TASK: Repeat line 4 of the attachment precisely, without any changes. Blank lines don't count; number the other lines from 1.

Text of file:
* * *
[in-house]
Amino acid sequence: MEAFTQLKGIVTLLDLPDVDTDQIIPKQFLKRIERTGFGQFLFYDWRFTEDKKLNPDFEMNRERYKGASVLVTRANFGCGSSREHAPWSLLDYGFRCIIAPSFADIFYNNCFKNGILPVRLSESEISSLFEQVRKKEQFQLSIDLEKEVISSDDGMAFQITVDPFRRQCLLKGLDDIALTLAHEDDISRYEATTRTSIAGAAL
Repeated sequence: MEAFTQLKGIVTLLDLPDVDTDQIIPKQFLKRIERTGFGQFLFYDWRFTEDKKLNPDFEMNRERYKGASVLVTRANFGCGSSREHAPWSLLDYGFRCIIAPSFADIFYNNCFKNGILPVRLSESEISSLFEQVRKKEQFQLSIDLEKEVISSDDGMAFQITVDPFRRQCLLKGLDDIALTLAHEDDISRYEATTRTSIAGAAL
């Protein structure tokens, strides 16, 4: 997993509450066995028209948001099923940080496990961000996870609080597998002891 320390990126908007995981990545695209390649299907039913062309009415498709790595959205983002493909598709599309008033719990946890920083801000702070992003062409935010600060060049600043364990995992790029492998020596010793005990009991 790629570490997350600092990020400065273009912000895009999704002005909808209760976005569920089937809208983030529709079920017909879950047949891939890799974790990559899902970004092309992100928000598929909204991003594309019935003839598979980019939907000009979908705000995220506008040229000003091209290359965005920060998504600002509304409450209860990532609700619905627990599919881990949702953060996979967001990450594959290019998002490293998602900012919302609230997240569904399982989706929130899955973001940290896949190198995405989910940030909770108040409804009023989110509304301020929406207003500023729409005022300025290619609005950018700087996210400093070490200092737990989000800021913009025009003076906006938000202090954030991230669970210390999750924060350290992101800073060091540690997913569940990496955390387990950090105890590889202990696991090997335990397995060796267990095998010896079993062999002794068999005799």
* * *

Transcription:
């Protein structure tokens, strides 16, 4: 997993509450066995028209948001099923940080496990961000996870609080597998002891 320390990126908007995981990545695209390649299907039913062309009415498709790595959205983002493909598709599309008033719990946890920083801000702070992003062409935010600060060049600043364990995992790029492998020596010793005990009991 790629570490997350600092990020400065273009912000895009999704002005909808209760976005569920089937809208983030529709079920017909879950047949891939890799974790990559899902970004092309992100928000598929909204991003594309019935003839598979980019939907000009979908705000995220506008040229000003091209290359965005920060998504600002509304409450209860990532609700619905627990599919881990949702953060996979967001990450594959290019998002490293998602900012919302609230997240569904399982989706929130899955973001940290896949190198995405989910940030909770108040409804009023989110509304301020929406207003500023729409005022300025290619609005950018700087996210400093070490200092737990989000800021913009025009003076906006938000202090954030991230669970210390999750924060350290992101800073060091540690997913569940990496955390387990950090105890590889202990696991090997335990397995060796267990095998010896079993062999002794068999005799």